Colorado's fast-spreading infestation of bark beetles has killed 1.5 million acres of lodgepole pines and could largely wipe out the state's lodgepole forests in three to five years, state and federal forestry officials said Monday.
The infestation was first detected in 1996 and grew by half-million acres last year.
"This is an unprecedented event," said Rick Cables, Rocky Mountain regional forester for the U.S. Forest Service.
Officials said the infestation was concentrated in five northern Colorado counties straddling the Continental Divide and has reached southern Wyoming.
Boulder and Larimer counties, both east of the divide, had a 1,500 percent increase in the number of acres taken over by the beetles last year, officials said. While spruce and aspen trees are also affected by the infestation, it's the tall, slender lodgepoles that have been hardest hit.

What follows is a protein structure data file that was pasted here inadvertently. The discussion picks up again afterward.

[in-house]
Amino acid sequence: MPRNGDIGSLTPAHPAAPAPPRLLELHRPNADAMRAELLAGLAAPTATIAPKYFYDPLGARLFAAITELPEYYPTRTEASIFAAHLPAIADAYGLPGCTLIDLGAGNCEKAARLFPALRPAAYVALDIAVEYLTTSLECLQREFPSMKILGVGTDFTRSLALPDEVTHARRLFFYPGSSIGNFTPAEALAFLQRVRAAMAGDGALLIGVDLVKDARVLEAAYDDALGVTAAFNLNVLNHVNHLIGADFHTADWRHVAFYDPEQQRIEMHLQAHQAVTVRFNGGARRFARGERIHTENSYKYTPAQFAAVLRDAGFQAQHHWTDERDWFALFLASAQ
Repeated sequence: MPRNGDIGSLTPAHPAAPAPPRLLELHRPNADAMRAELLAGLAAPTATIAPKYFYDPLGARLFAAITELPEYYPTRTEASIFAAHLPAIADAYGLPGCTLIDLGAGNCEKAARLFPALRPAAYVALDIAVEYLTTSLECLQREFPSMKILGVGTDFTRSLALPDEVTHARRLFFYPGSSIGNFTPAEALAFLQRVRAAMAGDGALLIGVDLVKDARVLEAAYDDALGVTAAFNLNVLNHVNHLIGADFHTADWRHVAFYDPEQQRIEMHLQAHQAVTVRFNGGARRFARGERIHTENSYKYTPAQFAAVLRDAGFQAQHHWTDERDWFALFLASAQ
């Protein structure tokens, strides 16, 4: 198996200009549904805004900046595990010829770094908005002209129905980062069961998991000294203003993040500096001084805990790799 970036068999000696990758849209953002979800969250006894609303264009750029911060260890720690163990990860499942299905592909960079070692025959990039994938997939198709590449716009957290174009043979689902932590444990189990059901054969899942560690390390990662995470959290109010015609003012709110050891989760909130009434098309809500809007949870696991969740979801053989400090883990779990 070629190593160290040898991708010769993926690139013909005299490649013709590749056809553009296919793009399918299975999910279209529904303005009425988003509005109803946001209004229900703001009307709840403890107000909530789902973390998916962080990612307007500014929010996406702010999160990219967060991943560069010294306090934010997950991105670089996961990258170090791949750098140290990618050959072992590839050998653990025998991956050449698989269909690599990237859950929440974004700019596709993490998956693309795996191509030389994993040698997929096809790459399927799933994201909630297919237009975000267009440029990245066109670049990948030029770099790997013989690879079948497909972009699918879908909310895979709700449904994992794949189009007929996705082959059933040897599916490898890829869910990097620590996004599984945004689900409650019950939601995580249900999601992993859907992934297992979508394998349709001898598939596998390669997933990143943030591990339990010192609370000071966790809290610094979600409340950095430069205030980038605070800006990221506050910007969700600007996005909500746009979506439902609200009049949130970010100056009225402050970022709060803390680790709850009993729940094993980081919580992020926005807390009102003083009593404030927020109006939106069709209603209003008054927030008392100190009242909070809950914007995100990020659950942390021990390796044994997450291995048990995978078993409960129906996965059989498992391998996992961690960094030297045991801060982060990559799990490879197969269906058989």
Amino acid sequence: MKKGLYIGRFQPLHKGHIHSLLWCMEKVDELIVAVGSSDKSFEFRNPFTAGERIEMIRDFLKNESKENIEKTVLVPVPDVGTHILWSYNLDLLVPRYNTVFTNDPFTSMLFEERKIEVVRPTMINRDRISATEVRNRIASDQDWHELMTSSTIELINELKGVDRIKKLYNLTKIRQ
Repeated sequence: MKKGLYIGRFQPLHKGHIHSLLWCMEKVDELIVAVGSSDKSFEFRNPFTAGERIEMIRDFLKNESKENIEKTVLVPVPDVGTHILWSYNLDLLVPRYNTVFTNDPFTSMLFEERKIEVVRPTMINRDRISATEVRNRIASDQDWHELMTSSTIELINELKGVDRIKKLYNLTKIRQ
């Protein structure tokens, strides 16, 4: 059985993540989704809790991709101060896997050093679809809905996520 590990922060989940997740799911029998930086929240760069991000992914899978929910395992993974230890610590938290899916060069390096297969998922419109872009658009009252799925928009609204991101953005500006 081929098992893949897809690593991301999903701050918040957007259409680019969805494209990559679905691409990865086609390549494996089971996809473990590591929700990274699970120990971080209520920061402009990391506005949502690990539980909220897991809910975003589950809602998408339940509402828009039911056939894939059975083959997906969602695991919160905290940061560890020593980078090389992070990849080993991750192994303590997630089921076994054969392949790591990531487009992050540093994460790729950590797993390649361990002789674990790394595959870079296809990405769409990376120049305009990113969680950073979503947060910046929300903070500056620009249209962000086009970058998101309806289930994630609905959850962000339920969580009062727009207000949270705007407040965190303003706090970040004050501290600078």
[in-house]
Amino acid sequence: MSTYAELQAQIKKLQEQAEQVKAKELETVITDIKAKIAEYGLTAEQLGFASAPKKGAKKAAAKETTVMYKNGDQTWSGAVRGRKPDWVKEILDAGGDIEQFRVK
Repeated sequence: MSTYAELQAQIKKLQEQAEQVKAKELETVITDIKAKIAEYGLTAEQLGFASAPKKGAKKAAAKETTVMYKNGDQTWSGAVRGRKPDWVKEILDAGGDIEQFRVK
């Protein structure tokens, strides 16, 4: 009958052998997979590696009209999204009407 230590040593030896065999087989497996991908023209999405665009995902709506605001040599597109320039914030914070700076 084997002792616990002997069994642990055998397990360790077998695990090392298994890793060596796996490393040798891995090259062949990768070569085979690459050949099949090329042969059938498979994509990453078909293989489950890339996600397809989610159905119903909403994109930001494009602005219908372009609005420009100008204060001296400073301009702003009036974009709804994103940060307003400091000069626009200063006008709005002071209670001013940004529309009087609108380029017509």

The infestation can leave entire mountainsides red with dead and dying trees. The devastation is apparent along some stretches of mountain highways.
Forest officials attributed the spread of the beetle to warm winters and drought. Susan Gray, group leader for forest health management with the U.S. Forest Service Rocky Mountain Region, said only 20-below-zero temperatures for a sustained period can kill the beetles.
"Unfortunately, it hasn't been cold enough long enough," she said.